6. It is the real inspiration of a princely nature; and, where it is absent, a star is but a dazzling blotch, and a fcepter but a mischievous or a foolish bauble. It has no sure promise of worldly goods; it is not always attended with outward prosperity; it has not always gay dwellings, and sometimes it has none; it needs no show of outward pomp; it has no regal costume, no royal banquets; it does not, by any virtue of its dignity, wear purple and fine linen, or fare sumptuously every day; but, without whereon to lay its head', it may yet be of that celestial eminence which angels gaze on to admire'; covered with rags and sickness', it may be odious to the sight of mortals', and yet be precious in the sight of Heaven!




1. The shades of night were falling fast,

As through an Alpine village pass'd
A youth, who bore, 'mid snow and ice,
A banner with a strange device,


2. His brow was sad; his eye beneath

Flash'd like a falchion from its sheath,
And like a silver clarion rung
The accents of that unknown tongue,–


3. In happy homes he saw the light

Of household fires gleam warm and bright;
Above, the spectral glaciers shone;
And from his lips escaped a groan -


4. “Try not the pass'!” the old man said;

“Dark lowers the tempest overhead;
The roaring torrent's deep and wide'!”
And loud that clarion voice replied,

5. “Beware the pine-tree's wither'1 branch.

Beware the awful avalanche!!”
This was the peasant's last good-night;
A voice replied, far up the height,

6. At break of day, as heavenward

The pious monks of Saint Bernard
Utter'd the oft-repeated prayer,
A voice cried, through the startled air,

Excelsior ,
7. A traveler, by the faithful hound,

Half-buried in the snow was found,
Still grasping, in his hand of ice,
That banner with the strange device,

8. There in the twilight, cold and gray',

Lifeless', but beautiful, he lay';
And from the sky', serene and far,
A voice fell, like a falling star,





1. To him', who in the love of nature holds

Communion with her visible forms', she speaks
A various language'; for his gayer hours
She has a voice of gladness, and a smile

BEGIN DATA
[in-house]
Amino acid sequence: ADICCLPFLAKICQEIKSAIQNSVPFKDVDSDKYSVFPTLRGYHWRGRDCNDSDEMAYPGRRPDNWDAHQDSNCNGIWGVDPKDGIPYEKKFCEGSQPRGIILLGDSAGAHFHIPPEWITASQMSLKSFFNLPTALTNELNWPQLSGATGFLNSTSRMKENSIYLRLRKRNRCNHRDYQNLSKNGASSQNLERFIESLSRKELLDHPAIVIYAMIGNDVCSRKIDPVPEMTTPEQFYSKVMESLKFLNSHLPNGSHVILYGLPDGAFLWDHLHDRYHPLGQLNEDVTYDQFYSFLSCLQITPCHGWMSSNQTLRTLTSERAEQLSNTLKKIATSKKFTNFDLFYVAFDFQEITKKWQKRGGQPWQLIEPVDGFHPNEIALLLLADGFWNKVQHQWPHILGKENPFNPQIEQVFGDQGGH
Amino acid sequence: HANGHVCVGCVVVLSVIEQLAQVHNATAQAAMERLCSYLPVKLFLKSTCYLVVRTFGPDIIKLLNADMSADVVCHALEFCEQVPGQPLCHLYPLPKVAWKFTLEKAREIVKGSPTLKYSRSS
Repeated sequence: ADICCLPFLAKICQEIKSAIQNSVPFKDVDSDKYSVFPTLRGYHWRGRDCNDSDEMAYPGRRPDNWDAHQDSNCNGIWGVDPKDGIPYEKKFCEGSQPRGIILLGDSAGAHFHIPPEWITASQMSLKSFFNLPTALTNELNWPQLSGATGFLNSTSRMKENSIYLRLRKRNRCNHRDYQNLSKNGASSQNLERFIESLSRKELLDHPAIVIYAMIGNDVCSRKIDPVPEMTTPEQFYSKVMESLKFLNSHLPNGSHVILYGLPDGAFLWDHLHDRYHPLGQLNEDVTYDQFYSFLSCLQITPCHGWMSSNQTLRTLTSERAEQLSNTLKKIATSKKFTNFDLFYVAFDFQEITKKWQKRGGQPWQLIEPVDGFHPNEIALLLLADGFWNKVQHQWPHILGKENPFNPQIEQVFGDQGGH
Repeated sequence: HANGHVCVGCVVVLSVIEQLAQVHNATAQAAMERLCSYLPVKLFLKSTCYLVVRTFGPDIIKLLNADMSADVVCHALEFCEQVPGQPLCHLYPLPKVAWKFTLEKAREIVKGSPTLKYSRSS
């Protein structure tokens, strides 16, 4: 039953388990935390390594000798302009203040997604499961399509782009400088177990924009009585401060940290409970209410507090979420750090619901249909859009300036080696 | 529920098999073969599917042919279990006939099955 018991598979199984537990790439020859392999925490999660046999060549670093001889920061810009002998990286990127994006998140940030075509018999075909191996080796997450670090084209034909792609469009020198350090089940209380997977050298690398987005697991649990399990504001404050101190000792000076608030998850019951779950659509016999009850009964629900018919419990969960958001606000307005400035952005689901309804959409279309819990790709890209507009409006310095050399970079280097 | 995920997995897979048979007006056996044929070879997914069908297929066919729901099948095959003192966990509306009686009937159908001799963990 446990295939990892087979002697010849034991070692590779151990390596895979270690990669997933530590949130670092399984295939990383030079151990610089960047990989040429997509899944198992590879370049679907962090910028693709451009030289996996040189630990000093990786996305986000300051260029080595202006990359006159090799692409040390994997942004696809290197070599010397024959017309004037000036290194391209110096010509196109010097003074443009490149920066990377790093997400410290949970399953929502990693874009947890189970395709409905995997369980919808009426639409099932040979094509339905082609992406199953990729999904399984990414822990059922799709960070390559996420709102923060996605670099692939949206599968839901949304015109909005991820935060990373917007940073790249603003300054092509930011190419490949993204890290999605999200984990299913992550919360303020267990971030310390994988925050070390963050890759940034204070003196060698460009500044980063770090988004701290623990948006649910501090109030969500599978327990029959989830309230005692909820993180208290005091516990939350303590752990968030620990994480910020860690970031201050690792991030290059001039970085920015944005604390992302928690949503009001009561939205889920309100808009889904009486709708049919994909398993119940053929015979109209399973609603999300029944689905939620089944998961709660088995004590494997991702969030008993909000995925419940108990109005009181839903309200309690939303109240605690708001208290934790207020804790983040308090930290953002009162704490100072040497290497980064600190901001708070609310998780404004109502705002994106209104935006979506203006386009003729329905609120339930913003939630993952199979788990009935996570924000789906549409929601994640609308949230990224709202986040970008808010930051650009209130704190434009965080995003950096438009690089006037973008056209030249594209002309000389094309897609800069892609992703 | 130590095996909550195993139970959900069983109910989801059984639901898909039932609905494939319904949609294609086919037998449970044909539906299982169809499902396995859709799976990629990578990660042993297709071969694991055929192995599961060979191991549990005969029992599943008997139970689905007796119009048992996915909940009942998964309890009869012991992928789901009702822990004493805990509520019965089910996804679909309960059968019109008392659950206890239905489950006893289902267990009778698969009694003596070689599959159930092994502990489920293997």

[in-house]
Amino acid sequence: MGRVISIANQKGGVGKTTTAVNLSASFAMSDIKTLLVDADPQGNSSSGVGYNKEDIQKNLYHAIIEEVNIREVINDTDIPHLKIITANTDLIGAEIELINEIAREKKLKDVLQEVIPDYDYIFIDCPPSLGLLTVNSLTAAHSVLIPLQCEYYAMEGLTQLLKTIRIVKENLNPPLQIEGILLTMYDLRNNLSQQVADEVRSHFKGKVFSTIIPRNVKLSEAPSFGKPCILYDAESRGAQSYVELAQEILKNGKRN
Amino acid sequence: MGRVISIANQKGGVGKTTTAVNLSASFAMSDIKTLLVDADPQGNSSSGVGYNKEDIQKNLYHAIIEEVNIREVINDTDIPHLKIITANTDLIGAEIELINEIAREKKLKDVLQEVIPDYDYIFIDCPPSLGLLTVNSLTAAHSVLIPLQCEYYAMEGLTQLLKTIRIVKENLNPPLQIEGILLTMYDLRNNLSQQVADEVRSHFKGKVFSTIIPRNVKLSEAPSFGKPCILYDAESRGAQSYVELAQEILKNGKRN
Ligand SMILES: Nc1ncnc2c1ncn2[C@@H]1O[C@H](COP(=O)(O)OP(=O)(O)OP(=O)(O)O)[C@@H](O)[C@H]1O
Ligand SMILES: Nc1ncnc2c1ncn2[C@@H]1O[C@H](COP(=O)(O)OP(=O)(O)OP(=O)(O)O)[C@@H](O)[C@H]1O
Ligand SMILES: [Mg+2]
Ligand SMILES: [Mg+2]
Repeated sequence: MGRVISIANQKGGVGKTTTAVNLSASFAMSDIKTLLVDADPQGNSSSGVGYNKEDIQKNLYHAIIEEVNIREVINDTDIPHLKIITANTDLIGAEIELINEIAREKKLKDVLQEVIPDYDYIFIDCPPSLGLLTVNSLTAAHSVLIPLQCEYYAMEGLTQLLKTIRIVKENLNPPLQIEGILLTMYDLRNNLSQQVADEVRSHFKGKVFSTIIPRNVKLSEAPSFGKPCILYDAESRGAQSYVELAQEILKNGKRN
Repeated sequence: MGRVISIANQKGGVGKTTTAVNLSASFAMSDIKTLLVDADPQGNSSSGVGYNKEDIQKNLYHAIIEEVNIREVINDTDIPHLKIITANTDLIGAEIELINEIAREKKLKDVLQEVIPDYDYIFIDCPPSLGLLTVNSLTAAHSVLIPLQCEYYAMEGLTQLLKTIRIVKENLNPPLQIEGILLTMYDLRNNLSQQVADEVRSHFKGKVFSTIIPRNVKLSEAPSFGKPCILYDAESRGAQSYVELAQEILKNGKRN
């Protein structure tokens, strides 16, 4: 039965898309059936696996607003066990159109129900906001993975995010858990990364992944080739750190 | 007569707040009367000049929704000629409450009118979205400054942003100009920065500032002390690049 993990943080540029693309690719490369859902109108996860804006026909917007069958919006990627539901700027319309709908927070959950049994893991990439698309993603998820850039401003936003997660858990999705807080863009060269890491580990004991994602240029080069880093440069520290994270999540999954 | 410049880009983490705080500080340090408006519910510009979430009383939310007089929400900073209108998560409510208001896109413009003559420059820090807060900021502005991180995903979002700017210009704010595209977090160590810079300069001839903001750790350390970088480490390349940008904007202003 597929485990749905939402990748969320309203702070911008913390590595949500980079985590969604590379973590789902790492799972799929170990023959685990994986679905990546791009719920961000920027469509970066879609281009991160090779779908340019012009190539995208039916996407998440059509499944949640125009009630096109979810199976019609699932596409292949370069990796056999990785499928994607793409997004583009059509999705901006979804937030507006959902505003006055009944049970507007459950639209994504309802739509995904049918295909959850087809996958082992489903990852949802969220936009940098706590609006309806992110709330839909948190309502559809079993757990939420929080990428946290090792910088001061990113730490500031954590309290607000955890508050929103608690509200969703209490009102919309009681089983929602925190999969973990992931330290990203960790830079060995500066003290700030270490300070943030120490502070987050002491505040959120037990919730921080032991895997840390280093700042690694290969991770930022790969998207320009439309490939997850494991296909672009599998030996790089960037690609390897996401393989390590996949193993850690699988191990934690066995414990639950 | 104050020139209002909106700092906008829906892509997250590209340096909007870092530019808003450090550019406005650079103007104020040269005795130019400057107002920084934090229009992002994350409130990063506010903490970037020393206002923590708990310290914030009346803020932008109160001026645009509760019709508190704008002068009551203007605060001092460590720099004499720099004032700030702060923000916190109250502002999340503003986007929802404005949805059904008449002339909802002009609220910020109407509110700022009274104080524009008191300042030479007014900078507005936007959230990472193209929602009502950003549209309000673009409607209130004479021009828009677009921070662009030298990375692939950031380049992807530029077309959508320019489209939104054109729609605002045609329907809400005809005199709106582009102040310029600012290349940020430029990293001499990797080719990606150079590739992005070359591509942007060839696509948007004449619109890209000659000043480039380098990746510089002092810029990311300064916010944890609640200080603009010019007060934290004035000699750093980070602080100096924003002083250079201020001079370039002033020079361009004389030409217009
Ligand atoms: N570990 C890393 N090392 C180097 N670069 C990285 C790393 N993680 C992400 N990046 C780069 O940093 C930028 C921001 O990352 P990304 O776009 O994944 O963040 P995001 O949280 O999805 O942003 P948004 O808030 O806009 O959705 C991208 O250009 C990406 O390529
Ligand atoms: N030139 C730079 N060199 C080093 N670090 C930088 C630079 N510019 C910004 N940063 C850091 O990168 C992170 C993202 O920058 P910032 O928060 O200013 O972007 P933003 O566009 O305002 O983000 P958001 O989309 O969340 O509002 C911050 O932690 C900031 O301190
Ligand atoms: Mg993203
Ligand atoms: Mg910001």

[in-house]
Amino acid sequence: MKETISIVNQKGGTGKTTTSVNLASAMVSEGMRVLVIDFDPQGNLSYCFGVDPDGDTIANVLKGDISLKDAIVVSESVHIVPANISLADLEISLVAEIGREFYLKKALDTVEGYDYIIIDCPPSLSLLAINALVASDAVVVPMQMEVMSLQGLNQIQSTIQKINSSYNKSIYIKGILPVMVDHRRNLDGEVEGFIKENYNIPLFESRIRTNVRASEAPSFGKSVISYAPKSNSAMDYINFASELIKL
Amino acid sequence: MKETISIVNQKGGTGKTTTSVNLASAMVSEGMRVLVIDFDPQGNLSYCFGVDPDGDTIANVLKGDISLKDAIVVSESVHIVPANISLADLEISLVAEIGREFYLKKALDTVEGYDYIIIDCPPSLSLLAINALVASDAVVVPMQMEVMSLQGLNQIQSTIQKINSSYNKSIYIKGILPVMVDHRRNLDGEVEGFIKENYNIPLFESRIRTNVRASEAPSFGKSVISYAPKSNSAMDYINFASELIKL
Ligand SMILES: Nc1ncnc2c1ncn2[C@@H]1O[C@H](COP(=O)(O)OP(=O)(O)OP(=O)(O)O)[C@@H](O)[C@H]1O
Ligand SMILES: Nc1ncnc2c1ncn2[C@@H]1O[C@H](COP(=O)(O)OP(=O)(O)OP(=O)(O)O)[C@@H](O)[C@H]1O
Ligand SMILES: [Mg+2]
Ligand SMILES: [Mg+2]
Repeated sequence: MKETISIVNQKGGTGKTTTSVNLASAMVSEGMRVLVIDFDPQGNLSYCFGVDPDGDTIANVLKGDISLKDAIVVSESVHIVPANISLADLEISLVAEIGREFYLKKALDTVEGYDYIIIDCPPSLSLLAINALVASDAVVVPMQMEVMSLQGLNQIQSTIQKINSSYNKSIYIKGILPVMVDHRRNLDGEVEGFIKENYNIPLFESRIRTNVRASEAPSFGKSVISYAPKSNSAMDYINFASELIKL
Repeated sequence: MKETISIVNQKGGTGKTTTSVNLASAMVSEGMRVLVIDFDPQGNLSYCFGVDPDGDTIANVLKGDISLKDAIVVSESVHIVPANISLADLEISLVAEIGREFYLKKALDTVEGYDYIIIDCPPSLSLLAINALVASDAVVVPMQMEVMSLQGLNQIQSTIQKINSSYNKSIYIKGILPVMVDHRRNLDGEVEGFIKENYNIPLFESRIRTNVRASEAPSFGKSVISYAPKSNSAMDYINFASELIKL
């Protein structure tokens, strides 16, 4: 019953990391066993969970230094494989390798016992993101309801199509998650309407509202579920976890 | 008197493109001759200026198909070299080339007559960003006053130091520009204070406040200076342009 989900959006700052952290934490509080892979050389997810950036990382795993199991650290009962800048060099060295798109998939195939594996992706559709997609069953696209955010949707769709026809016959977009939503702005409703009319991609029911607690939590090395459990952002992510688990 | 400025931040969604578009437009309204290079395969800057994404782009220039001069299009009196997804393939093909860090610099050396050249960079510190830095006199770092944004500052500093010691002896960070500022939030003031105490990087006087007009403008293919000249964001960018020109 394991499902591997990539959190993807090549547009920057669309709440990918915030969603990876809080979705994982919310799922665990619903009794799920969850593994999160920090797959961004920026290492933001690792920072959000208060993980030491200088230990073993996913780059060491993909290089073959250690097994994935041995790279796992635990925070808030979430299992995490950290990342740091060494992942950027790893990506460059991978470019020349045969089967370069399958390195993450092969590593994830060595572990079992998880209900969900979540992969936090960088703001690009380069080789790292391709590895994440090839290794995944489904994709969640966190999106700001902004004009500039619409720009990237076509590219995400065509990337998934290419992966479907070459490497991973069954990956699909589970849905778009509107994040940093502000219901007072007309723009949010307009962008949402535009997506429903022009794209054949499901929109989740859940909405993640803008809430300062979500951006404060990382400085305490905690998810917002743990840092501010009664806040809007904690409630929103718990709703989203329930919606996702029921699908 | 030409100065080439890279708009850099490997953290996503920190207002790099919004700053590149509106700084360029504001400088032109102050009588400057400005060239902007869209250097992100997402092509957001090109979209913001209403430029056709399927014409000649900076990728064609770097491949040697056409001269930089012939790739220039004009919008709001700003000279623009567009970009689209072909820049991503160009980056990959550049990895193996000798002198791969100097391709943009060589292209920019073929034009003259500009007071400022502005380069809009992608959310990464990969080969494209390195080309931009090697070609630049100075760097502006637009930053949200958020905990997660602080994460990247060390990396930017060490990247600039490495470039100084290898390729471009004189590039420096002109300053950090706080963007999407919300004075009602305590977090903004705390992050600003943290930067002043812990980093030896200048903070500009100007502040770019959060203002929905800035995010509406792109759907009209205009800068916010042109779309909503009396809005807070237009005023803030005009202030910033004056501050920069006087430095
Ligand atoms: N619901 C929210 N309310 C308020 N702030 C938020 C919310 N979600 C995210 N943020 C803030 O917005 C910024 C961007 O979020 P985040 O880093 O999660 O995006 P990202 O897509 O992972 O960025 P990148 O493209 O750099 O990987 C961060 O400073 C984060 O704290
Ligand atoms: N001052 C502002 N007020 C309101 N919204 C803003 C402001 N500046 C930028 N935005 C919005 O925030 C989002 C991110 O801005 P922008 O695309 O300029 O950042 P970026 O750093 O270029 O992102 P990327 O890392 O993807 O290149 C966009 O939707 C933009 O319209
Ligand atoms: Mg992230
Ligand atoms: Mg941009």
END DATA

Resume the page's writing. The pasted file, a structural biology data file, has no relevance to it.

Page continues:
And eloquence of beauty; and she glides
Into his darker musings, with a mild
And healing sympathy', that steals away
Their sharpness ere he is aware.

When thoughts


Of the last bitter hour come like a blight
Over thy spirit', and sad images
Of the stern agony', and shroud', and pall,
And breathless darkness', and the narrow house',
Make thee to shudder and grow sick at heart';
Go forth, under the open sky, and list
To Nature's teaching, while from all around-
Earth and her waters, and the depths of air,-
Comes a still voice-Yet a few days, and thee
The all-beholding sun shall see no more
In all his course'; nor yet in the cold ground,
Where thy pale form was laid with many tears',
Nor in the embrace of ocean', shall exist
Thy image!

Earth', that nourish'd thee', shall claim
Thy growth, to be resolved to earth again';
And, lost each human trace', surrendering up
Thine individual being', shalt thou go
To mix forever with the elements',
To be a brother to th' insensible rock
And to the sluggish clod, which the rude swain
Turns with his share and treads upon. The oak
Shall send his roots abroad', and pierce thy mold'.
Yet not to thine eternal resting-place
Shalt thou retire alone,-nor couldst thou wish
Couch more magnificent. Thou shalt lie down
With patriarchs of the infant world',—with kings',
The powerful of the earth', -the wise, the good,
Fair forms, and hoary seers of ages past,
All in one mighty sepulcher!.

The hills',
Rock-ribb'd', and ancient as the sun'; the vales',
Stretching in pensive quietness between’;
The venerable woods'; rivers that move
In majesty', and the complaining brooks
That make the meadows green'; and, pour'd round all,
Old Ocean's gray and melancholy waste',
Are but the solemn decorations all
of the great tomb of man. The golden sun',
The planets, all the infinite host
Are shining on the sad abodes

Through the still lapse of ages!
The globe are but a handful, to

All that tread
That slumber in its bosom.


of heaven',


The tribes